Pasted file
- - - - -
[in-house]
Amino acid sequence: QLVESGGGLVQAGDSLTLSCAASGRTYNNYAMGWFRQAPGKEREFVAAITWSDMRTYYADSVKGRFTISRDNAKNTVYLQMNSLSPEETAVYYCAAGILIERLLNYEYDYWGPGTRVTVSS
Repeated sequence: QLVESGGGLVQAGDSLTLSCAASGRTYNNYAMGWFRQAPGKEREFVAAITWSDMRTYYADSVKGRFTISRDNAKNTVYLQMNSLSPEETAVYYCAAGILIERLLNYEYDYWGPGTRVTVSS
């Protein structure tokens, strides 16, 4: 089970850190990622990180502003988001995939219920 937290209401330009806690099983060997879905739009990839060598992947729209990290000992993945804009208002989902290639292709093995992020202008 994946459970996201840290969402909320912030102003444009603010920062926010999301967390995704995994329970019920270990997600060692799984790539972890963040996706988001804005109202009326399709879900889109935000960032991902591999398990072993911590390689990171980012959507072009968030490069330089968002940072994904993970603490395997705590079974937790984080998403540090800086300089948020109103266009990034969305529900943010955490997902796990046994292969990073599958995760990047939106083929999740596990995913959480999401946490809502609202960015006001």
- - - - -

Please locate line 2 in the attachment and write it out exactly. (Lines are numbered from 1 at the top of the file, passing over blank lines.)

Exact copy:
Amino acid sequence: QLVESGGGLVQAGDSLTLSCAASGRTYNNYAMGWFRQAPGKEREFVAAITWSDMRTYYADSVKGRFTISRDNAKNTVYLQMNSLSPEETAVYYCAAGILIERLLNYEYDYWGPGTRVTVSS